Monday, 30 July 2012

What I've been reading this week

I’m of the belief that participants in the TMT industry need to read widely in order to understand the present and future dynamics of the market. To that end, this post is a collection of the articles that have caught my eye.

This week: BBC turns to Adobe for Olympian effort, Facebook rapidly turning into disaster, Apple quarterlies, MS avoids $1000 tablet howler

Digital media

A really interesting article on how the BBC is using Adobe Primetime to stream the huge volumes of video generated by the Olympics. Adobe are really on the up. I hear great things about their products in digital video and electronic publishing. Time to buy?

iPhone is the best platform for mobile advertising; rich media is the most effective ad medium on mobile... but it’s expensive to make, Opera... An interesting set of statistics, nonetheless.

Corporates find Twitter more appealing than Facebook for their social media presence.

All bad news for Facebook – profits and revenue plateauing. Time to use that “business genius”, Zuck. Or are you actually Yahoo! in disguise?

One thing they have got right is the use of Facebook profiles as general identification across the web. 48% of web users of social login surveyed had used Facebook thus. Not sure whether there’s money in it, though.

Talking of Yahoo! – a new CEO for them. Welcome to the executive revolving door, Marissa Mayer. Her chances of success outside the cloistered executive suite at Google? Zero. You’ll be needing that maternity leave to recover, Marissa.

Social media is fast becoming an important part of the news story arc. It enables journalists to maintain audience interest in a story without resorting to the saturation bombing tactics of 24 hour news. AP have now issued new guidelines to journalists to cover changes in consumer expectations.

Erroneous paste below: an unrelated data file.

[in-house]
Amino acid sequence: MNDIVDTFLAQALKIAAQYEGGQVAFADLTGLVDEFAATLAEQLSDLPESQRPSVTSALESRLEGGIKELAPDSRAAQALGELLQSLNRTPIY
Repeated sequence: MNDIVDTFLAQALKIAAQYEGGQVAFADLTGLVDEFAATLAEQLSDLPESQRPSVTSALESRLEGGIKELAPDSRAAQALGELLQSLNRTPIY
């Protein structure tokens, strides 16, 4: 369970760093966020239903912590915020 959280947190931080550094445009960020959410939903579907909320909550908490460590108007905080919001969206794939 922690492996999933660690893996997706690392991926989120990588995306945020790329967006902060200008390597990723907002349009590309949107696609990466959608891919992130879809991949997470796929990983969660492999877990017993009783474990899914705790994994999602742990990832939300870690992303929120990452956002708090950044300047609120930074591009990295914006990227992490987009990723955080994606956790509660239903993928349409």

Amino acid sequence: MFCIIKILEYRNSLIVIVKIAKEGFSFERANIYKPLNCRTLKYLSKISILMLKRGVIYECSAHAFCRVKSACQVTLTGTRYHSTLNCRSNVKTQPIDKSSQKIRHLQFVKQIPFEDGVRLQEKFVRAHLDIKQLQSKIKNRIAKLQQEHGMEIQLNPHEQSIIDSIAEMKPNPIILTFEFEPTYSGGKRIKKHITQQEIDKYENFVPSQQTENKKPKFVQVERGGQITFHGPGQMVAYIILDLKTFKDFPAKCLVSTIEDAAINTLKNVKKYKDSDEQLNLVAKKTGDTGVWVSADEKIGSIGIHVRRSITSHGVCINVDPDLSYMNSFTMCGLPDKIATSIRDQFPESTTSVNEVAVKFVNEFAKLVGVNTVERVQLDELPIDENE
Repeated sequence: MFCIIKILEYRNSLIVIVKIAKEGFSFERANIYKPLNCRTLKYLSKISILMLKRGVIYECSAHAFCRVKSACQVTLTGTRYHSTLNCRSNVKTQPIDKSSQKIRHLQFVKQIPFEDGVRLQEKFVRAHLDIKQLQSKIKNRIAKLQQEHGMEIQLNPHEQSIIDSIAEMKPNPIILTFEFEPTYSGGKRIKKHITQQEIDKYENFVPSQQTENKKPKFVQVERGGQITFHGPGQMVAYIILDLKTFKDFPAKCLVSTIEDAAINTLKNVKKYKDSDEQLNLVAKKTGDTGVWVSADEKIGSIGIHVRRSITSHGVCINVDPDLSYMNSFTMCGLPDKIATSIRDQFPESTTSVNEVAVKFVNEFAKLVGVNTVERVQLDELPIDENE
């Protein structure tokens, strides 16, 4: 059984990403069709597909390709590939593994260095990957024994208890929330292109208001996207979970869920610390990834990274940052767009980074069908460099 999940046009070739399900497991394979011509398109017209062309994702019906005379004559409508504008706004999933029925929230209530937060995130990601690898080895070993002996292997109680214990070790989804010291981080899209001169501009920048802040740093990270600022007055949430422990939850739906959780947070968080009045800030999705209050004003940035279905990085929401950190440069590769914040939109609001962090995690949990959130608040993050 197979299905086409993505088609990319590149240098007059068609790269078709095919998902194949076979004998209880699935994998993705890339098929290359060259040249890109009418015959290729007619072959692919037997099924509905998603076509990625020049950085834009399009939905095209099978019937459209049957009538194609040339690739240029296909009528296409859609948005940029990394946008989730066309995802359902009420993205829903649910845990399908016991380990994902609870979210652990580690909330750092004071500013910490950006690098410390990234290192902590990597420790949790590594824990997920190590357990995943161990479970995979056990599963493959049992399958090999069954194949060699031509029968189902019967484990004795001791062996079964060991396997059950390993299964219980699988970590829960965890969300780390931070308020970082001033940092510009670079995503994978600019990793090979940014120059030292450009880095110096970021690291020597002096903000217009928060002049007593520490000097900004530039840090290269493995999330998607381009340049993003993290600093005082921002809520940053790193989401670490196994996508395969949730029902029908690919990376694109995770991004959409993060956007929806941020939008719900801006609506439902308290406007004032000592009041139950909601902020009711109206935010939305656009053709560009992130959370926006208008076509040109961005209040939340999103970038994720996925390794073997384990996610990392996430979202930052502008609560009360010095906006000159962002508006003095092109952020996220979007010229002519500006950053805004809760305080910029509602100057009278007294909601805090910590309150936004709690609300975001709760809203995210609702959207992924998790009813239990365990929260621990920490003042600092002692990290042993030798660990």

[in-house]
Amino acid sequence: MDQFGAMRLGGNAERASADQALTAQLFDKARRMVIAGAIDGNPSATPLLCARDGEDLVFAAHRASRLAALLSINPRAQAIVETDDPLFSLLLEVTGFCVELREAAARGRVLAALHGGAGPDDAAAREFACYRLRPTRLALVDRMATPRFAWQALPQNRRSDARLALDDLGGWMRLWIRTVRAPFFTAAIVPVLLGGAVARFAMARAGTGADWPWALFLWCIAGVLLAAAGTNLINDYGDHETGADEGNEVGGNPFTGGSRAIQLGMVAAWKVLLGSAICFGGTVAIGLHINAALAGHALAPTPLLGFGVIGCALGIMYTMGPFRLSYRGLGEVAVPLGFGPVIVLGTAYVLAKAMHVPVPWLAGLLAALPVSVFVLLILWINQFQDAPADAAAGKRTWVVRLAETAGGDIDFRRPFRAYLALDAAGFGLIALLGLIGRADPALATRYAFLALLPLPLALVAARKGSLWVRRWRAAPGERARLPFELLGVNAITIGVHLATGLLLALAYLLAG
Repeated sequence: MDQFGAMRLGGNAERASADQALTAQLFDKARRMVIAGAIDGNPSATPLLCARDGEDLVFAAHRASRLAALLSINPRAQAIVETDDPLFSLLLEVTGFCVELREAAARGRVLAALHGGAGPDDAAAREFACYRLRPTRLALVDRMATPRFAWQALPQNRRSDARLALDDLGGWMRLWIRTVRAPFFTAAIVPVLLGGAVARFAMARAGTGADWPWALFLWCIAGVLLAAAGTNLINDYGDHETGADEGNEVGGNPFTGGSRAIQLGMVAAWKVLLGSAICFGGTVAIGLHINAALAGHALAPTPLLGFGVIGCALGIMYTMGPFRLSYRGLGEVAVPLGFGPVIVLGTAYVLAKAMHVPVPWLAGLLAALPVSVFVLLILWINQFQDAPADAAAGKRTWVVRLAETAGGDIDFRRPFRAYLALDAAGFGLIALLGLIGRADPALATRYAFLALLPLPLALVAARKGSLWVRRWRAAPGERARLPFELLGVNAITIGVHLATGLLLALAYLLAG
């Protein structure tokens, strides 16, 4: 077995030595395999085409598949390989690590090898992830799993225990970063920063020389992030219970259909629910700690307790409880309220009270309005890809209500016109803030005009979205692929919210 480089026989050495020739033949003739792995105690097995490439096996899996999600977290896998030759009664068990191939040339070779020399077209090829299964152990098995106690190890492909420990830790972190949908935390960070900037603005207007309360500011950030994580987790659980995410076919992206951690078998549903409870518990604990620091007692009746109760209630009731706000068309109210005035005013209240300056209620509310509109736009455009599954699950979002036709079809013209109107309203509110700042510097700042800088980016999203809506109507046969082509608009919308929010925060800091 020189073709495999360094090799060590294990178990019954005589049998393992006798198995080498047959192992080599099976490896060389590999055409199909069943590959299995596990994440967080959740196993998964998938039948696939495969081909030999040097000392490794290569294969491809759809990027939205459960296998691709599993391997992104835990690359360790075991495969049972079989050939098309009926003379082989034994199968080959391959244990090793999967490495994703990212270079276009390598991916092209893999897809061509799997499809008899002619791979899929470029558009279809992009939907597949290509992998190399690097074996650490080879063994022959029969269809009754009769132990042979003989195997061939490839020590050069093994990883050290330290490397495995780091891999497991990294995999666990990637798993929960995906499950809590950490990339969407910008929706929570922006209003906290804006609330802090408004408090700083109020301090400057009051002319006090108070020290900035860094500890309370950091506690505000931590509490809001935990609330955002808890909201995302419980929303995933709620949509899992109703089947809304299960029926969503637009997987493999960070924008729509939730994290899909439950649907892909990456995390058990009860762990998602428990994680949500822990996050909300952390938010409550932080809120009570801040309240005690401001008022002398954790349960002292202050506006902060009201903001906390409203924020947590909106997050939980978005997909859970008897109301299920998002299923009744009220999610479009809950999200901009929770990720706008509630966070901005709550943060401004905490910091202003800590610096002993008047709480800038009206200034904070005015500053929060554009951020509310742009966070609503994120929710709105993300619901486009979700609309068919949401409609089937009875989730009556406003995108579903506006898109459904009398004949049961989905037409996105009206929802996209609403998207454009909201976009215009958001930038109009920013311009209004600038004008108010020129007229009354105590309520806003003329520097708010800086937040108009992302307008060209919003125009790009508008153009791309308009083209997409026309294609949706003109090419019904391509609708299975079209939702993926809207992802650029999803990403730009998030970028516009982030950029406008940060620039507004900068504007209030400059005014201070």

Business models

A paper on how the US is falling behind in provision of the bandwidth that the author believes is the key to 21st Century competitiveness. The UK, on the other hand, is well served by our competitive markets and densely packed population. We’re in a great position.

O2 are the latest operator onto the wifi bandwagon, offering free ad-funded wifi in London ahead of the Olympics.

UK 5th operator, 3, have gone one step further, offering 7Mb of 3G broadband in exchange for watching a minute of adverts. Useful for occasional users, but the “20Mb” daily average that 3 quote is a bit dated.

A week after launching their own OTT TV offering, BSkyB have announced an investment in US video streaming business Roku. For those of you not familiar with it, Roku is very similar in concept to Apple TV. Or YouView, if it had launched in 2007.


I’m not sure whether we’ll be seeing this in devices any time soon, however Apple have patented a “5D” technology that enables users to interact with devices situationally (ie through their relative position to the device) and through the amount of pressure they place on the device’s surface.

It doesn’t surprise me that Apple will have several different versions of the iPhone 5 to cope with different spectrum variations of LTE. It’ll be a good few years before consistency begins to emerge in spectrum assignment for the new standard, so Apple won’t be alone in this.

Superpower politics

Another brilliant quarter for Apple, despite what the “analysts” are saying. In a quarter where it’s biggest line is nearly 2 years old, they still grew 20%, scoring major wins, like doubling Mac sales to education and selling 1Mn iPads to schools. Oh, and smashing the Galaxy S3 in the sales charts.

Here’s a relief for those desperate for Windows 8 – the Surface tablet that uses it won’t cost $1,000, contrary to rumours last week. I still expect it to be more iPad than Nexus 7 in price.$1k-after-all/

More patent conflict – this time Apple vs Google over the Kodak patent estate.

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